In the same year she participated in an exchange on the intellectual status of women. As letters to an editor, they do not qualify for inclusion in the volume under review (they form part of The Diary of Virginia Woolf: Volume II, 1920-1924, on which McNeillie...
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The Essays of Virginia Woolf (Magill's Literary Annual 1989)
The Essays of Virginia Woolf, Volume II: 1912-1918 covers the years from 1912, when Virginia Stephen married Leonard Woolf, to 1918, when she was thirty-six. For much of the first half of this period, Woolf suffered from mental illness and wrote almost nothing. The first four essays date from 1912 and 1913; then, after two and a half years of enforced inactivity, she began to do literary reviews early in 1916. In addition to increasingly frequent work of this sort, she and her husband founded the Hogarth Press in their home in 1917. Among their early publications, her short stories “The Mark on the Wall” and “Kew Gardens” foreshadow her mature accomplishments in fiction. By the end of this busy period, she had also found time to complete her second novel, Night and Day (1919).
Of the ninety-seven essays in this volume, more than half have not seen print since they appeared in The Times Literary Supplement, her almost exclusive outlet for critical prose during these years. Published anonymously in accordance with editor Bruce Richmond’s policy, her contributions included many reviews of ephemeral books; some notices of works by such important contemporaries as war poets Rupert Brooke and Siegfried Sassoon; occasional reviews of significant reissues, several of them novels by Joseph Conrad; and a few miscellaneous literary essays, two of which are centennial tributes to Charlotte Brontë and Henry David Thoreau. She did not review any novels by the greatest of her contemporaries, James Joyce and D. H. Lawrence, nor, because Richmond frowned upon reviews by authors’ close friends, did she satisfy her urge to write about Lytton Strachey’s Eminent Victorians: Cardinal Manning, Florence Nightingale, Dr. Arnold, General Gordon (1918).
Although the best essays in this volume tend to be ones previously published by Leonard Woolf, this sequence complements the first volume of Anne Olivier Bell’s edition of Woolf’s diary in furnishing insights into her aesthetic of fiction, which was developing rapidly during the later 1910’s. In one review, while discussing the creative process, a subject which fascinated her, and noting poets’ frequent inability or disinclination to reveal much about their own processes, Woolf contends that “the best way of surprising their secrets is very often to read their criticism.” A perusal of these essays—even her discussions of now-forgotten books—turns up a number of her own “secrets.” To be sure, these critical comments do not apply particularly to Night and Day—which some critics and friends considered a retrogression from her first novel, The Voyage Out (written before her breakdown and published in 1915), for her husband and medical advisers were encouraging her to ease back into creativity with a conventional novel that would not impose too great a strain on her nervous system during her recuperation—but it is easy to spot ideas that would find embodiment in Jacob’s Room (1922) and even more notably in Mrs. Dalloway (1925).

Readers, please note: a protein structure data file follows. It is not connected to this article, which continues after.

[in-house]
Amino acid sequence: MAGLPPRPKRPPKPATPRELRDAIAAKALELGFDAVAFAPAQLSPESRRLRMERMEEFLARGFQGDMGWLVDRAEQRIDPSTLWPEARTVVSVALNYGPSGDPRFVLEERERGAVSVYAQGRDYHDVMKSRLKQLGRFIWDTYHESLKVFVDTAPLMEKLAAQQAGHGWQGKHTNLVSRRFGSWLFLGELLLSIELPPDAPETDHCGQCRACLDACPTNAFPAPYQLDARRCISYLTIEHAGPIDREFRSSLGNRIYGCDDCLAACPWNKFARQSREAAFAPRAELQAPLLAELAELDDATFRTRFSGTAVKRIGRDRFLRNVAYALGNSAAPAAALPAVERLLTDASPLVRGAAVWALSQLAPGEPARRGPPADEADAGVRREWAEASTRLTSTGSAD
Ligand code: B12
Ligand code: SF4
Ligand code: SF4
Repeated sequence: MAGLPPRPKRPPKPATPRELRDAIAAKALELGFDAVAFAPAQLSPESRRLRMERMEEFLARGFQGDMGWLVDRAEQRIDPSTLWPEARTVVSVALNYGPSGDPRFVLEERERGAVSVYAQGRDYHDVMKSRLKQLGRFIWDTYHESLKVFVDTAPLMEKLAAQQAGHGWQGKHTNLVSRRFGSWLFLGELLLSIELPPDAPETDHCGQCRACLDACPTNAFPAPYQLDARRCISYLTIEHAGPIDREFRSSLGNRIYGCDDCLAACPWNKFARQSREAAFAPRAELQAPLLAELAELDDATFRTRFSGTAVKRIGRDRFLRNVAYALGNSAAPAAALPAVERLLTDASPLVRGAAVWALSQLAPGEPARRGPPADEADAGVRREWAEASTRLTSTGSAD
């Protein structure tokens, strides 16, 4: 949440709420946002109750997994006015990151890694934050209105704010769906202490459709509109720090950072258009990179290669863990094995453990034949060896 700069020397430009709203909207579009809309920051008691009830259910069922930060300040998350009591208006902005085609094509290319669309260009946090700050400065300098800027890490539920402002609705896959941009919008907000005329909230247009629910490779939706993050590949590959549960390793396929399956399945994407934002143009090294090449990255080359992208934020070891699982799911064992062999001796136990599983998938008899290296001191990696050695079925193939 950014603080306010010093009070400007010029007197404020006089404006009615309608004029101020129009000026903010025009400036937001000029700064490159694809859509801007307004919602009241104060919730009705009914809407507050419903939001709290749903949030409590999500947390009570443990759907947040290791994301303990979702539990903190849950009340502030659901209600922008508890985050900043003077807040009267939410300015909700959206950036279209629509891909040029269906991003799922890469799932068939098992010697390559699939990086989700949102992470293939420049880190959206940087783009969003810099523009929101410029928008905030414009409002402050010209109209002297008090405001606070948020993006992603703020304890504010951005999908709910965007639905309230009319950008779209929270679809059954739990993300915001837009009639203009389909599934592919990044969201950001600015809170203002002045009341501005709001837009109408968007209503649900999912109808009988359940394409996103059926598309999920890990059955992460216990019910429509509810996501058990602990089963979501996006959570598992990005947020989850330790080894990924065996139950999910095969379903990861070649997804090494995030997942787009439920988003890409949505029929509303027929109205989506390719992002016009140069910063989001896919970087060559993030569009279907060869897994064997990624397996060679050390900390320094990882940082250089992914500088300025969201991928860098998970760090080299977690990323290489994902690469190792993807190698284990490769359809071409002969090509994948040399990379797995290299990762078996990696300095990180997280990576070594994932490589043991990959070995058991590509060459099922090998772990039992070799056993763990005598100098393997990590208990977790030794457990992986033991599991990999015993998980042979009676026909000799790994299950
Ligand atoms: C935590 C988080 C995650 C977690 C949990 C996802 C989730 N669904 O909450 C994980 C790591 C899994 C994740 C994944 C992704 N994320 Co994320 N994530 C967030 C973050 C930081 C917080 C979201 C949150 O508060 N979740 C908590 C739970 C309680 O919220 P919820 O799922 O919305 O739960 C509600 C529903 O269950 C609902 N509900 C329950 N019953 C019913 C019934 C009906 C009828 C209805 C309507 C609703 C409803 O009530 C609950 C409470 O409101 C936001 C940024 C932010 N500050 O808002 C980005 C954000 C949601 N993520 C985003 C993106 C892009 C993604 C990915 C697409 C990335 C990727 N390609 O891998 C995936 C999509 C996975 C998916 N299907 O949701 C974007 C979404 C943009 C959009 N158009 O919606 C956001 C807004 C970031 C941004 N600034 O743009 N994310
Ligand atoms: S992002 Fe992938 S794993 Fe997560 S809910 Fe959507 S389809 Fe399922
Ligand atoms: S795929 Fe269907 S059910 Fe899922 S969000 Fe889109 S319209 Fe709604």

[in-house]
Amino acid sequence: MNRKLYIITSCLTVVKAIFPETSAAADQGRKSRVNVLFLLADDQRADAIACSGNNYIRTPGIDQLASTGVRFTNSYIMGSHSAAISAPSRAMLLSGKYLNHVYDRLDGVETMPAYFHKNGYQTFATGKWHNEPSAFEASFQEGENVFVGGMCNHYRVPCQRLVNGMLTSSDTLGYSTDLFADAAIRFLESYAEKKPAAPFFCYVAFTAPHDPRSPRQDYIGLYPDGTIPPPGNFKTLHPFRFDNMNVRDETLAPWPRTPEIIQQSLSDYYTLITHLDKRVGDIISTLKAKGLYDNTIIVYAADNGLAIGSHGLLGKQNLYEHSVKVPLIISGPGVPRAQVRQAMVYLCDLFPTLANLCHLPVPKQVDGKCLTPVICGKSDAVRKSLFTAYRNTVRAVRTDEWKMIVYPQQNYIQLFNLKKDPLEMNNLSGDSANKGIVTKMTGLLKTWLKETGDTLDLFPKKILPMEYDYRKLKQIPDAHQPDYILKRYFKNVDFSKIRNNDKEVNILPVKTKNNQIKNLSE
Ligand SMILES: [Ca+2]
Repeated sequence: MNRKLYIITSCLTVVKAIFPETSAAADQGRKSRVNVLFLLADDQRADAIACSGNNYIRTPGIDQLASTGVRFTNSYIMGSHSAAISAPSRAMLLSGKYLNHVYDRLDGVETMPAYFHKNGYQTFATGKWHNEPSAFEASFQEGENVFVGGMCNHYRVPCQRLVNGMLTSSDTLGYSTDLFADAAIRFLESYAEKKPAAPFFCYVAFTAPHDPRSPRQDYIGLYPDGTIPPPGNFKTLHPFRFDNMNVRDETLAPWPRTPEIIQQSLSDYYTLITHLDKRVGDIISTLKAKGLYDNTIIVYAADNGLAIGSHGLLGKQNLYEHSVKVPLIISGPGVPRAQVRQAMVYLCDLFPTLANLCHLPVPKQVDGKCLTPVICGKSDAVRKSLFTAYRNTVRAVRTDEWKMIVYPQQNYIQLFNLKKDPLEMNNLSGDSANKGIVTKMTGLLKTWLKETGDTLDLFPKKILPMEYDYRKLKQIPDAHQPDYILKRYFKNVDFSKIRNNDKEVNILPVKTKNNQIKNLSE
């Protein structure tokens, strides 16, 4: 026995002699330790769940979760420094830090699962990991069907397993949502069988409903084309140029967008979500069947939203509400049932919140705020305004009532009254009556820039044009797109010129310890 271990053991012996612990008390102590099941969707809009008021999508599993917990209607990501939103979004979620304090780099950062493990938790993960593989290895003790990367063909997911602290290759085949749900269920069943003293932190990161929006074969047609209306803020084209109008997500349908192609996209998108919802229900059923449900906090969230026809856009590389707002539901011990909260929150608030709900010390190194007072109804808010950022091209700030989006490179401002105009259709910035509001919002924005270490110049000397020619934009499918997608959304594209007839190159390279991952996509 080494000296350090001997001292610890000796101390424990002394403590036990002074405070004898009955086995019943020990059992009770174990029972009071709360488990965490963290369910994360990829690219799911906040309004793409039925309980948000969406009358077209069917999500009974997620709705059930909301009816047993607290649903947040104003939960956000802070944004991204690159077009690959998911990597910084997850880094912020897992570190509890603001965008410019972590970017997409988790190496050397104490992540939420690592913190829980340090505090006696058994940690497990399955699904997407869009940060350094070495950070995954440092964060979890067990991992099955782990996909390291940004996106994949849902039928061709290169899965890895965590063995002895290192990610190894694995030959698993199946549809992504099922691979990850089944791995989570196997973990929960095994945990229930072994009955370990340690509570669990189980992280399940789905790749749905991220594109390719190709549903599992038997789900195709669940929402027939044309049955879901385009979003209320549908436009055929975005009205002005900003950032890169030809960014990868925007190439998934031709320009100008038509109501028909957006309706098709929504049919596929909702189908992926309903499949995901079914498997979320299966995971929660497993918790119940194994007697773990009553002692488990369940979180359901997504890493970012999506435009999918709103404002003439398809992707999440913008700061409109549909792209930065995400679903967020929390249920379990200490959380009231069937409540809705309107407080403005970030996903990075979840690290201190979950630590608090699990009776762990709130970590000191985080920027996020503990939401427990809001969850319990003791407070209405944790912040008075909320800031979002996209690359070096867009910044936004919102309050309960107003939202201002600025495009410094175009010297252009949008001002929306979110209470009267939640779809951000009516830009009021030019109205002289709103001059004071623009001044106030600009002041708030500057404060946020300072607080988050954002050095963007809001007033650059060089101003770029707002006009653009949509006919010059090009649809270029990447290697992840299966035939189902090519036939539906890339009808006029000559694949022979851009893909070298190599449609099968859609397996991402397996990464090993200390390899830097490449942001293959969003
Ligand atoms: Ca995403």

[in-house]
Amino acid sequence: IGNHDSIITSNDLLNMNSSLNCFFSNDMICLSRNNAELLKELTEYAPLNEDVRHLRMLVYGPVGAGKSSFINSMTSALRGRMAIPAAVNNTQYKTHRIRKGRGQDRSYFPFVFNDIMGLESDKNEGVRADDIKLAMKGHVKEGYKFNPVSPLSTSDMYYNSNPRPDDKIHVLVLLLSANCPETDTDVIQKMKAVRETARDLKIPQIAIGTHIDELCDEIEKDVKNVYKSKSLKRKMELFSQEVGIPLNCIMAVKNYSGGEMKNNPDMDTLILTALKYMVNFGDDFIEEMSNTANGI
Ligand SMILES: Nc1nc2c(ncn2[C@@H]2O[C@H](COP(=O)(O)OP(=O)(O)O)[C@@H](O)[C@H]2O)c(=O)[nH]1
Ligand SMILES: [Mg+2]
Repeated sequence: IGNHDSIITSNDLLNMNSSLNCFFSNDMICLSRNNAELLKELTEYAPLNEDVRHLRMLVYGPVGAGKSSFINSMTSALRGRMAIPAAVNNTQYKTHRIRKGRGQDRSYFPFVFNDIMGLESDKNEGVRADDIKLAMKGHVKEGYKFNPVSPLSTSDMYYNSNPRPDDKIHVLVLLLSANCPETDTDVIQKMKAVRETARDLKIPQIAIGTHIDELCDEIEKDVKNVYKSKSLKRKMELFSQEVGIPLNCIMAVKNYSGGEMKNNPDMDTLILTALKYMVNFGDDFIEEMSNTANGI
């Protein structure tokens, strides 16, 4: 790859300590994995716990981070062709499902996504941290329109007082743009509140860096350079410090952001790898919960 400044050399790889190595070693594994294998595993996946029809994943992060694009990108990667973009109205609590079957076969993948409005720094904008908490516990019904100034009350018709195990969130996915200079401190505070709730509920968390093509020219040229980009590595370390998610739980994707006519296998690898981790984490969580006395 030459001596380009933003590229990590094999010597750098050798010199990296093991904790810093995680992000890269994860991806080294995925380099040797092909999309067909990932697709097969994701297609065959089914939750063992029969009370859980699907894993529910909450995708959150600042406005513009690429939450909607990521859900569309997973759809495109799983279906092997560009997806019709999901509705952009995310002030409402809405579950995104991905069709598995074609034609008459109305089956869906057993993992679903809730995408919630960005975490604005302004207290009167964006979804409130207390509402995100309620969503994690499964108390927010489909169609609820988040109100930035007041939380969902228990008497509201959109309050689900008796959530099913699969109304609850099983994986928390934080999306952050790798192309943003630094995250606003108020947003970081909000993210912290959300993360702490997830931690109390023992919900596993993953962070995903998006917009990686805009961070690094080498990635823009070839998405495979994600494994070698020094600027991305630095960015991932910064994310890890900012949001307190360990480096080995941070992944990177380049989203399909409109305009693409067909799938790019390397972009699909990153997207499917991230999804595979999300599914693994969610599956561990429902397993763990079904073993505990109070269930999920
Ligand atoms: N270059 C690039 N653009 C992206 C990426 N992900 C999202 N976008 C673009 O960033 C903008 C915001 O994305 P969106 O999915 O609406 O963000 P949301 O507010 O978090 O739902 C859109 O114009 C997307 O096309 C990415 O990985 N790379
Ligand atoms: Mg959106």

Writing about a translation of a selection of Fyodor Dostoevski’s short stories in 1917, she praises hispower of reconstructing those most swift and complicated states of mind, of rethinking the whole train of thought in all its speed, now as it flashes into light, now as it lapses into darkness; for he is able to follow not only the vivid streak of achieved thought, but to suggest the dim and populous underworld of the mind’s consciousness where desires and impulses are moving blindly beneath the sod.
Any reader of these lines will mark the deftness with which she is delineating her own ambitions in the psychological novel and will realize also why Leonard Woolf did not want to rush his sensitive wife’s own literary plunge into that “dim and populous underworld.”
Her remarks on both major and minor Russian writers are especially revealing. Invariably, she drew contrasts between the English and Russian literary sensibilities with an eye to the latter’s superiority at presenting heightened psychic and emotional states. With reference to Valery Brussof, less well-known in the West than Dostoevski, she commends his ability to investigate “the borderland between sanity and insanity”—a borderland only too familiar to her. She complained that English literature tended to relegate fantasy to a special category remote from ordinary life, while the Russians understood how it impinges upon, and can be imaginatively related to, the everyday world.
A book by the English poet Sassoon entitled The Old Huntsman and Other Poems (1917) reminds her that “to call back any moment of emotion is to call back with it the strangest odds and ends that have become somehow part of it.” Despite the fact that a number of her contemporaries were beginning to exploit the possibilities of stream-of-consciousness fiction, poets and earlier novelists such as Dostoevski and Conrad more often provoked such observations. She had to force herself to read Joyce, whom she considered ill-bred; held at arms’ length the pioneering English practitioner, Dorothy Richardson; and resisted the attractions of Marcel Proust for years despite her close friend Roger Fry’s enthusiasm for À la recherche du temps perdu (1913-1927; Remembrance of Things Past, 1922-1931, 1981). The...